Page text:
Lumi: Last.fm founders launch a new way to browse
New startup hopes users will trust them with their data in order to get the stories that matter to them
Two of Britain’s most successful Internet pioneers today launched a new website that they hope will challenge the supremacy of Silicon Valley giants such as Facebook and Twitter.
The founders of the Last FM music recommendation site believe that their new creation, a London-based service called Lumi, can change the way Internet users exploit their own online browsing data.
Felix Miller and Martin Stiksel, who sold Last FM for £140m to the American media company CBS in 2007, hope that Internet users will place their trust in Lumi at a time when faith in the American web giants has been shaken by the spying revelations of whistle-blower Edward Snowden.
But the success of Lumi will depend on users being prepared to allow the service to interpret their browsing histories in order to provide them with recommended news stories, reviews and blogs. “The browsing history is owned by the user and securely put onto our platform, only the user has access to it,” Martin insisted. “We are not interested in the data from a commercial point of view.”
He acknowledged that, in the past, Internet users have felt that their privacy has been compromised by companies that have looked to use their personal information to sell them goods and services. “It’s time to re-evaluate the relationship between companies that collect a lot of data and users,” he said. “We are saying to the user you own the data but there’s a lot of stuff you can do with it, we are trying to give you a platform where you can put this data to use.”
The pair, Martin is German and Stiksel is Austrian but they live in England, claim their aggregated site will be easier to use and more personalised than social media sites such as Facebook and Twitter. “We want to create effortless discovery where the user comes whenever they feel like it and every time they do they have a great experience which is responsive to their tastes, rather than them having to tweak it all the time and make sure everything is up to date,” said Martin.
Stiksel claimed that many users were not interested in being “bombarded” with details of what their friends were doing but wanted recommendations based on their own interests, reflected in their past browsing. “Following Twitter and Facebook which used to be a great distraction but is now too noisy,” he said. “Lumi allows me to go quicker to the things that are relevant to me.”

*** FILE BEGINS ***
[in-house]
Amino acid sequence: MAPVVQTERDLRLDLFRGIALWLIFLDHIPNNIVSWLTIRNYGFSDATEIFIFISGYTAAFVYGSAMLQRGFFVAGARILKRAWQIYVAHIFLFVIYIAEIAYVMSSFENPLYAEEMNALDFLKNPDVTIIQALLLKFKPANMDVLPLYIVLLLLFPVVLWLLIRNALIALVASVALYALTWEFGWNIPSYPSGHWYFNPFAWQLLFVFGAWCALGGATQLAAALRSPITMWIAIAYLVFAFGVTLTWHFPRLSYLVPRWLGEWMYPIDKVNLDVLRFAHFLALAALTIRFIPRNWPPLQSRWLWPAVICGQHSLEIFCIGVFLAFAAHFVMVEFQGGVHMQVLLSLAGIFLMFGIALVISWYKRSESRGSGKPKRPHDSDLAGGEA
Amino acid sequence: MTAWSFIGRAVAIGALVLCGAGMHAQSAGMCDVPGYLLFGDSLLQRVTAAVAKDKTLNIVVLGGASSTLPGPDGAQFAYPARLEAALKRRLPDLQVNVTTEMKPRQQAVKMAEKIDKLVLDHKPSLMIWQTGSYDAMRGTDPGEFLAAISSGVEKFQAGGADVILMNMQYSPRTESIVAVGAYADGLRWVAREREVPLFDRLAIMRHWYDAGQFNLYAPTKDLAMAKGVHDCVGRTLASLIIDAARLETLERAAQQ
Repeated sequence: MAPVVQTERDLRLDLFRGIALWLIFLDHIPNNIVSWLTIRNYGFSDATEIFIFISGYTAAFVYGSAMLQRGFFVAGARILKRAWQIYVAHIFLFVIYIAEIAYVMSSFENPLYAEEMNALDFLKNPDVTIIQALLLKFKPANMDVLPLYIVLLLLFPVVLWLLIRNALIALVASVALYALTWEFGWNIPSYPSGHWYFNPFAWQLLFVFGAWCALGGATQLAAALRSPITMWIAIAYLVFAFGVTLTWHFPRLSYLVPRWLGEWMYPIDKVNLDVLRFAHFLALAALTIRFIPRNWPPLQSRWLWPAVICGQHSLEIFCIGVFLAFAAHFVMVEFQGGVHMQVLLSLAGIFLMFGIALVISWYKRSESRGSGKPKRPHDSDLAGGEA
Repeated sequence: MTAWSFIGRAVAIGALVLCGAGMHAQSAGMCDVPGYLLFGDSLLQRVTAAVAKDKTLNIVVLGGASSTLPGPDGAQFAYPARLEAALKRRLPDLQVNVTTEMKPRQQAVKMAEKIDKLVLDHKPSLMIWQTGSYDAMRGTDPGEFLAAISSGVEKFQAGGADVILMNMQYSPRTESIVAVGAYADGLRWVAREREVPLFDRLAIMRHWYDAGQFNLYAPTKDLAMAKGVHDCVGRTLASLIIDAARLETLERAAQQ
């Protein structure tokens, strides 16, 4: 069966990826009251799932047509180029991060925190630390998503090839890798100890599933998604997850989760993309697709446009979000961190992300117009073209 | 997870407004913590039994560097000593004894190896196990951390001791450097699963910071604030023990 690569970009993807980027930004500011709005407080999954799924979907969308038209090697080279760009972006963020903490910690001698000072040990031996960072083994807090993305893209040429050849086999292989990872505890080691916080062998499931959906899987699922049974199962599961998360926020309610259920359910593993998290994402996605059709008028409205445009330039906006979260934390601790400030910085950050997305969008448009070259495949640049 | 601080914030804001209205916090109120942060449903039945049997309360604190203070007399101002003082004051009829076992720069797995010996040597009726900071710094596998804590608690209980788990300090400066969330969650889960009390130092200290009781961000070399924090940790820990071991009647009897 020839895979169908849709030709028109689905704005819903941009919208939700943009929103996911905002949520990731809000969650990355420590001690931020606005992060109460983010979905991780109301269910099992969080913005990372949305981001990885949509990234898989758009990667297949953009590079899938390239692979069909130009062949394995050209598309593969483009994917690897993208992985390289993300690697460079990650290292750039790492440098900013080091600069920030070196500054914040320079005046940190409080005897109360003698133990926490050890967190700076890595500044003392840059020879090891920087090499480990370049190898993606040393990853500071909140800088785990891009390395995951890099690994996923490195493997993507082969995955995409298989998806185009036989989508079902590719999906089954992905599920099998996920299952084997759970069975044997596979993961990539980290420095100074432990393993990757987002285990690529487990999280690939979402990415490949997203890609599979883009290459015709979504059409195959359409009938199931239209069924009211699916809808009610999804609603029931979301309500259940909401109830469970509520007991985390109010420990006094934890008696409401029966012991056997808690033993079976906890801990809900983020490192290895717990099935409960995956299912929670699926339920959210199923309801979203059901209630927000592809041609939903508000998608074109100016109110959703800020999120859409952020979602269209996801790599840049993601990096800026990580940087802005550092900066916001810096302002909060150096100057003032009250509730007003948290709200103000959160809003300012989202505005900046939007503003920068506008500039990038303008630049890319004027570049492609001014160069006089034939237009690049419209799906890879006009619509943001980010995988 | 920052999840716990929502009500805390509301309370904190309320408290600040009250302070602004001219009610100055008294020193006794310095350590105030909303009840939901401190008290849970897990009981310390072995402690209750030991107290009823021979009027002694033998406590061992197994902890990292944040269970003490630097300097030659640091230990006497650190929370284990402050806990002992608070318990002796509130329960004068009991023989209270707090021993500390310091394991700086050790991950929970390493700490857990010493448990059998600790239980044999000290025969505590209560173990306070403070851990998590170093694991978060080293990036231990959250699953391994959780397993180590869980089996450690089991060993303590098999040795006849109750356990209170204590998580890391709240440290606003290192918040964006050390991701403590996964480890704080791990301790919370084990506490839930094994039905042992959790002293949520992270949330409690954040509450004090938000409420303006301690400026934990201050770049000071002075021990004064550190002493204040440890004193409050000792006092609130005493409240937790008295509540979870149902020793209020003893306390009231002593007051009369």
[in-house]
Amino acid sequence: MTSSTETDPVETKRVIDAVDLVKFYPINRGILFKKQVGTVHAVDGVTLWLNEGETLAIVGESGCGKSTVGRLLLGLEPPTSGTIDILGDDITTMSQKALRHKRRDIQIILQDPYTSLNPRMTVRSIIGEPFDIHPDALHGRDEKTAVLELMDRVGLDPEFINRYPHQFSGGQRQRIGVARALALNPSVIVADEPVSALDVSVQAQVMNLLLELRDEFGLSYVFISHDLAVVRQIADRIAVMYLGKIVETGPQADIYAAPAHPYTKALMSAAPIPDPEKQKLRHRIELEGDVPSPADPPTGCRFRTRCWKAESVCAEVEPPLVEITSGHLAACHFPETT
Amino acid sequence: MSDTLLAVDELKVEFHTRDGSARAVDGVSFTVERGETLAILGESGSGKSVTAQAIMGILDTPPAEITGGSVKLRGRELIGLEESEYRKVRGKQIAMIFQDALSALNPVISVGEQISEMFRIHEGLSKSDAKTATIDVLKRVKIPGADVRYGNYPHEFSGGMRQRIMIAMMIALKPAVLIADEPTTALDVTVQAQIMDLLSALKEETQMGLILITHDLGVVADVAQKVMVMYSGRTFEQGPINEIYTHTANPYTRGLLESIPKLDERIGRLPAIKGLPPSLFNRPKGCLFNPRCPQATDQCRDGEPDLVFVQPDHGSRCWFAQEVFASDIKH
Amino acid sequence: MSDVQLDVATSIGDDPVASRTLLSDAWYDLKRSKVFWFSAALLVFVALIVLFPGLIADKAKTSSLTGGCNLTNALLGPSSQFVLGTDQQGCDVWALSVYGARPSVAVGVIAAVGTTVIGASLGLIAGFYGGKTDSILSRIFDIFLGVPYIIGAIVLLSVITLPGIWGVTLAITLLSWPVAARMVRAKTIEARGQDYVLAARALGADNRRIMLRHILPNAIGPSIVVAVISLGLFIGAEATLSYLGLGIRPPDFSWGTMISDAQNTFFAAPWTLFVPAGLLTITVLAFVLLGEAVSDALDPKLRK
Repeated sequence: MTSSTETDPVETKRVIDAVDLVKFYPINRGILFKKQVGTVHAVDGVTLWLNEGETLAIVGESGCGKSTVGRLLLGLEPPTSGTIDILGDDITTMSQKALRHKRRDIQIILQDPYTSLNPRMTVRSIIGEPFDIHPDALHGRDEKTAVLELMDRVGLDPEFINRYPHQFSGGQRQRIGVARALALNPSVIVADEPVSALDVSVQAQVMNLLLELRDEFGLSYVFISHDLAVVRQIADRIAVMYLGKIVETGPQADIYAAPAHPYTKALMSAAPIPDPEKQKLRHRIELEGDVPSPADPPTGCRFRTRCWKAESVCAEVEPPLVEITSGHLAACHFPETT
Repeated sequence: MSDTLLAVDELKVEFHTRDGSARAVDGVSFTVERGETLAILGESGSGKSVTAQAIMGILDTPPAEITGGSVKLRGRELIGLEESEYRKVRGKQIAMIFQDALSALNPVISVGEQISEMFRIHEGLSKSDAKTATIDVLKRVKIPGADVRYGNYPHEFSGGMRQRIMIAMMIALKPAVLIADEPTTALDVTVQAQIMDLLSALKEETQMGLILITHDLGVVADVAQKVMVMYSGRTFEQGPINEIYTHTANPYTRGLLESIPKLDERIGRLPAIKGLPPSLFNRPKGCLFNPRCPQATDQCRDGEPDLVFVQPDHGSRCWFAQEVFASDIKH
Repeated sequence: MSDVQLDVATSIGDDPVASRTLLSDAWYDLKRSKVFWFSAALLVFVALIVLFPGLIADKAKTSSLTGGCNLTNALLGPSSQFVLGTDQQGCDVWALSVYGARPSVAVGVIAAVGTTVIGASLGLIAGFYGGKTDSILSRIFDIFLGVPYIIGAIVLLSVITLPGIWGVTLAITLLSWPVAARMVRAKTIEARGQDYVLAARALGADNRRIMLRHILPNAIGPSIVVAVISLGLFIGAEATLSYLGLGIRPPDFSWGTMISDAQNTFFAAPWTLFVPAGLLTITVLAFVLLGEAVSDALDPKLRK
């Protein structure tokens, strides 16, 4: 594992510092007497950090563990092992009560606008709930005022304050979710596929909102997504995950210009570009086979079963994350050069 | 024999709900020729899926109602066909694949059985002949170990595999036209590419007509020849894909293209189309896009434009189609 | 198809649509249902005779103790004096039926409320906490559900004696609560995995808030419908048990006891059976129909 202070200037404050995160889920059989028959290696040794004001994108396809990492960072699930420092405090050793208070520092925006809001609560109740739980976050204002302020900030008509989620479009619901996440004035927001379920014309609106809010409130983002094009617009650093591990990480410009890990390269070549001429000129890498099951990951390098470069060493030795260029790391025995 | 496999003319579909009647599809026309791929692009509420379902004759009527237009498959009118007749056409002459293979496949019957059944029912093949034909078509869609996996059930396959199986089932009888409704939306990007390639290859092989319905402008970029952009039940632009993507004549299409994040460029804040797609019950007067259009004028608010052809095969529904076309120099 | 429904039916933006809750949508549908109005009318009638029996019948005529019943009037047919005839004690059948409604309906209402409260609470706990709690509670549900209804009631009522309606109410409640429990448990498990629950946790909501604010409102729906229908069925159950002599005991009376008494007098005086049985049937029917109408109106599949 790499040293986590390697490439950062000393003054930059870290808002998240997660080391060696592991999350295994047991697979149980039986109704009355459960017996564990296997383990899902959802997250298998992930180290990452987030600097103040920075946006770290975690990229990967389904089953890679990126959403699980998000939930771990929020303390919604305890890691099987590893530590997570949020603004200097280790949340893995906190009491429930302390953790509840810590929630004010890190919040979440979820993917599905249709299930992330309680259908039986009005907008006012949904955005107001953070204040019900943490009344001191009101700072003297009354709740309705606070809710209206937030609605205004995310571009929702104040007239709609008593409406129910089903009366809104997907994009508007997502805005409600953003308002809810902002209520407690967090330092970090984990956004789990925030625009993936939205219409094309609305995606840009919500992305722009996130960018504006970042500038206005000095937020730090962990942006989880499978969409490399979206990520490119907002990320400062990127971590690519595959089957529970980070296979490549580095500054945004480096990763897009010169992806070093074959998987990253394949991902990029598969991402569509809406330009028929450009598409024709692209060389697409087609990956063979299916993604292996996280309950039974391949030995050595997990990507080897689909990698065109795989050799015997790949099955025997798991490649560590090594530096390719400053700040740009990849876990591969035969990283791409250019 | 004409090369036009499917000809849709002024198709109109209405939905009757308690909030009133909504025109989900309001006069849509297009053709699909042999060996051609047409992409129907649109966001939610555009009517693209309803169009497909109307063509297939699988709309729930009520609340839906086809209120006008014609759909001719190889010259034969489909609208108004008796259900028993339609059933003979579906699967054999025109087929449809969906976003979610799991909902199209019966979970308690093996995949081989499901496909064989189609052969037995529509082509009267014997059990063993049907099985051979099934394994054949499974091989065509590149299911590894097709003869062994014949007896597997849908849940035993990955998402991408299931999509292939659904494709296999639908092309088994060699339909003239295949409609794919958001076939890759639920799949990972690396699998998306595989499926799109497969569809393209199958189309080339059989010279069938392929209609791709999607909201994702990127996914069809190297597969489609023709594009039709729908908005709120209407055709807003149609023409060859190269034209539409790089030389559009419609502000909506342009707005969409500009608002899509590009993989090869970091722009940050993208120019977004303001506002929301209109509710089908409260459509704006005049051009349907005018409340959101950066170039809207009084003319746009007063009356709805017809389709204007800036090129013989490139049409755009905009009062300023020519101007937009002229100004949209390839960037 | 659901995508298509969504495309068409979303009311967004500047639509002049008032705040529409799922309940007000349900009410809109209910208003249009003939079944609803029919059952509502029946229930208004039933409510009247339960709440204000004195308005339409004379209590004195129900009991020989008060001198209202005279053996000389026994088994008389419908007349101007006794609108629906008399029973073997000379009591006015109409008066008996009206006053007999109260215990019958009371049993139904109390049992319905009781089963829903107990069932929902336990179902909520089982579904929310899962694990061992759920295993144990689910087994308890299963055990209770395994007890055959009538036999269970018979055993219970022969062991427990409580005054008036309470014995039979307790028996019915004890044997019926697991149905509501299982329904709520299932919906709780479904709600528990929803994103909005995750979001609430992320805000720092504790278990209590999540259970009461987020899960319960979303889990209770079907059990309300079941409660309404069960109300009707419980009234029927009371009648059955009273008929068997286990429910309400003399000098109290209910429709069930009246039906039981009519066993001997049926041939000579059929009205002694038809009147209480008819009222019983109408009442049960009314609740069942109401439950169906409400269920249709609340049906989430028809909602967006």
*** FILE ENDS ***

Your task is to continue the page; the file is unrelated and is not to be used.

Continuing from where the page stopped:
Last FM, which was founded in 2002 as an Internet website, but it has struggled to maintain its cachet under CBS, reporting a pre-tax loss of £4.4m at the end of last year.
The two claimed that by basing themselves in Hackney, east London, they were able to offer a real alternative to the “soup of technology start-ups” in California. “It allowed us to come up with a new spin,” said Martin.
Ian Burrell tries out Lumi for the first time:
It’s a strange feeling watching Lumi whirring into action and sifting through everything you’ve Googled.
“Processing your browsing history,” the site tells you as boxes of colour flicker on and off. Submitting to the process is something akin to agreeing to be frisked at a concert, given a full body scan at the airport – or even taking a medical. It feels a bit invasive but – at least in the other examples - there are clear rewards.
“Finding your interests,” Lumi says next, which sounds a little less intrusive and more beneficial. After eight seconds I get my first interest thrown back at me: “Censorship”. In the next 16 seconds, eight more follow: “TV”, “News International”, “Scotland Yard”, “Cannes Film Festival”, “Edinburgh Festival”, “Southbank Centre”, “Woolwich” (which I surely can’t have searched on for weeks) and, strangely, “Vladimir Putin”.
“Your personal suggestions are ready,” says Lumi. “Continue.” So I click through to a very colourful world of attractively-presented stories from diverse news sources.
Some seem more bespoke than others. There’s something from the BBC site about a cat found on the tube, which appears to have surfaced because of my interest in the suburb of Woolwich, rather than for felines. I have lots of stories about Wimbledon (we’re all tennis fans now but it’s not an obsession for me) and sexism in various walks of life. I was researching an article this week on commentator John Inverdale’s chauvinist gaffe, but the subject is not a hobby horse.
In that sense, a journalist – using search engines to research a range of issues – is not the best guinea pig for Lumi. Basing the service on the browsing history of a laptop used for personal, rather than work, interests would provide a more tailored offering.
That said, there’s much content I’m drawn to. And there are many blogs and sites – from hypebot.com to themarysue.com – that I wouldn’t normally look at. And you can confine your feed to a single subject area, such as business, sport or tech. For British news sites it is both a threat and a platform.
There is a social element to Lumi – gathering followers or giving a “star” to articles you recommend. If this is to succeed it will need recommendations of its own. “Lumi is powered by people,” it reminds users. “The more interesting people there are – the better it gets for all of us.”
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